LPC’s new Māori Development Advisor

LPC Māori Development Advisor, Tahu Stirling

Ko Aoraki te mauka
Ko Waitaki te awa
Ko Kāti Huikau me Ngāi Tūāhuriri ōku hapū
Ko Koukourārata me Tūāhuriri ōku marae
Ko Kāi Tahu, Whānau Apānui, Ngāti Whātua me Ngāti Porou ōku iwi
Ko Ikaraki me Airihi ōku Takata hoki
Ko Tahupōtiki Peter Stirling ahau

Tahu Stirling appointed to new role

Tahu Stirling is Lyttelton Port Company’s (LPC) Māori Development Advisor.

This new role is designed to upskill the company in Tikanga Māori, build relationships with local iwi and develop cultural resources for LPC.

“In my role, I think I’m in a unique position to pass on knowledge and unify the team,” Tahu says.

He’s developed a waiata and is creating a haka which will help to build a unique LPC company culture.

“The waiata is ours – it talks about supporting everyone, helping them to prosper and become more sustainable while bringing back the penguins and dolphins,” Tahu says.

“I think that cultural training gives the staff here another feather in their cap. I feel lucky to work with such a diverse group of people and I think that when you learn about another culture it’s also about discovering oneself and the intrinsic principles in your own culture that show how we are not so different after all.

This is a diverse place and the culture is the glue that holds it together.”

History at the Port

Tahu has a long history with LPC. His father and uncle worked at the port 50 years ago and his brother has been with the company for 30 years.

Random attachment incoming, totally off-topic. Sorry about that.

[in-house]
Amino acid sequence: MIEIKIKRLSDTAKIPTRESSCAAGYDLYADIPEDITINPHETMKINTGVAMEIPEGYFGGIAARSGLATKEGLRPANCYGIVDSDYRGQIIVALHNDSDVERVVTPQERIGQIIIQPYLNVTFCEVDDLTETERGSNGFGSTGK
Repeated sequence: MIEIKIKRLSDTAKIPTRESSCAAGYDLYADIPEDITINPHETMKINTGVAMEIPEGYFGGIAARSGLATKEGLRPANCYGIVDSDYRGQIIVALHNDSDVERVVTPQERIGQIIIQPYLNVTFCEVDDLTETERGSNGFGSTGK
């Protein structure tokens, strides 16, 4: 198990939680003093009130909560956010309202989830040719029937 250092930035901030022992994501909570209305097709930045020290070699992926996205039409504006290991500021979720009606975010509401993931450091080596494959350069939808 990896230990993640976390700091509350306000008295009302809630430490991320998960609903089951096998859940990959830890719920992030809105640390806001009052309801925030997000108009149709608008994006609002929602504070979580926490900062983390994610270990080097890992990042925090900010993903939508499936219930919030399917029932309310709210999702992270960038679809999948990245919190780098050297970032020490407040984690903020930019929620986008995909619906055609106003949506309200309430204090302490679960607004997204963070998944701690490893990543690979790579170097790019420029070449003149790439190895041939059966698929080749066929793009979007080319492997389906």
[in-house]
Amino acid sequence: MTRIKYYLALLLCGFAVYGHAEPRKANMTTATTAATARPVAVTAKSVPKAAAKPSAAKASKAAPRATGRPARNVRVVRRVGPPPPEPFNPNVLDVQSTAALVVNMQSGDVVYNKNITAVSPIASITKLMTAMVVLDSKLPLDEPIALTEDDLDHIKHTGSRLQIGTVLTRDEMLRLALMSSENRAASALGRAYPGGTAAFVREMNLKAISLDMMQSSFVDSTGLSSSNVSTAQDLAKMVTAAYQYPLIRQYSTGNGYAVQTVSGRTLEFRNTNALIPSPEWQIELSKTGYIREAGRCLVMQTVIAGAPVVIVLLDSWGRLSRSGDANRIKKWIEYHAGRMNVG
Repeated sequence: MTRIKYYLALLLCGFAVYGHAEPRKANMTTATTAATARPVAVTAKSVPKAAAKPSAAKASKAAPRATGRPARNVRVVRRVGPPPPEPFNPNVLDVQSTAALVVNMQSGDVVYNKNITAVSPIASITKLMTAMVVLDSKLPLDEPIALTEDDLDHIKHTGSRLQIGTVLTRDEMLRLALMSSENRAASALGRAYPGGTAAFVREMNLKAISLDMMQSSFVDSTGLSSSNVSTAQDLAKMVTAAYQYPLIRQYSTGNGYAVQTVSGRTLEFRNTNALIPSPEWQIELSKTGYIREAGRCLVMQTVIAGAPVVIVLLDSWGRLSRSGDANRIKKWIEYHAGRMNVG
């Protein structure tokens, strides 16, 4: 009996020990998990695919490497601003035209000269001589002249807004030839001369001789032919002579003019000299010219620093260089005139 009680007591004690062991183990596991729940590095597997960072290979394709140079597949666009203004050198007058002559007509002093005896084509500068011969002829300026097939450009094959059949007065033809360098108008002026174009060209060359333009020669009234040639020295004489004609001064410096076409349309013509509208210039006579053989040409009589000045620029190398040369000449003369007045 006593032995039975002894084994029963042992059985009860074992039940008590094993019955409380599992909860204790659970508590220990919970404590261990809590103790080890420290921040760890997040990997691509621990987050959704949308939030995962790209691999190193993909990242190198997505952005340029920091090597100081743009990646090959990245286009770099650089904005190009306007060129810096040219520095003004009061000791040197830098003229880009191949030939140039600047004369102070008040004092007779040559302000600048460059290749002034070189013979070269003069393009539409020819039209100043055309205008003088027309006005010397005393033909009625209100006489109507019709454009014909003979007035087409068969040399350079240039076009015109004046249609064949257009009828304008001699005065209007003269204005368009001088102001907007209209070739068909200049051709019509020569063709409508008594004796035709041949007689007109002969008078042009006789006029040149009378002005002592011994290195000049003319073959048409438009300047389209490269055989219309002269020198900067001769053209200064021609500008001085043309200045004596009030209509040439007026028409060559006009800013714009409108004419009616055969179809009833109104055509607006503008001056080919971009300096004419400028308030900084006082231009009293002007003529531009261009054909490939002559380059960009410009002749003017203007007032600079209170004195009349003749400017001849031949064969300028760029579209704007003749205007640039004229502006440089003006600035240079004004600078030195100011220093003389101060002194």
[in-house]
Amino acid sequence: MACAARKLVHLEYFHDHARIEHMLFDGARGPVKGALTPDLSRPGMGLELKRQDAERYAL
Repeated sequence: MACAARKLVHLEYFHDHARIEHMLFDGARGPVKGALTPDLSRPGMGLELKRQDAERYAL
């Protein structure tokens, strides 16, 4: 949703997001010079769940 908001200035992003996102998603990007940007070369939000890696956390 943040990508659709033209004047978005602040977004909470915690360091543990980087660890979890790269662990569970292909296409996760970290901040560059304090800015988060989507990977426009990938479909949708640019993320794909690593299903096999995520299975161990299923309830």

Tahu’s father Dr Ropata Wahawaha Stirling QSM was Te Upoko Rūnaka Ki Ōtautahi. He would regularly perform formal welcomes to manuhiri/visitors coming to Christchurch.

“My father would be proud of this work I’m doing what he helped to start.”

Tahu’s first job was with the port.

“When I was 15 and on school break, I was a seagull, or a non-registered labourer.

The work back then was very labour intensive, unloading from rail wagons to the ship, going into the hull of the ship to pack the produce and vice versa, it was hard, satisfying work.”

LPC and Ngāi Tahu achieving shared goals

Since then, Tahu has worked in health and education and community organisations.

He was a Māori health promoter and helped to campaign for smokefree legislation.

He was also part of the team that founded TahuFM 30 years ago, to give Māori language a public broadcasting platform.

“If you don’t have a language, you don’t have a culture,” Tahu says.

One part of that role is to build the relationship between LPC and Ngāi Tahu around their shared goals of a healthy harbour.

Tahu says the port is a special place to work. He appreciates the history of Lyttelton and is keen to use his role to celebrate the uniqueness and diversity of the company.

Working to restore Whakaraupō to mahinga kai

LPC is one of the five partner organisations of Whaka-Ora Healthy Harbour, working to restore Whakaraupō to mahinga kai for future generations.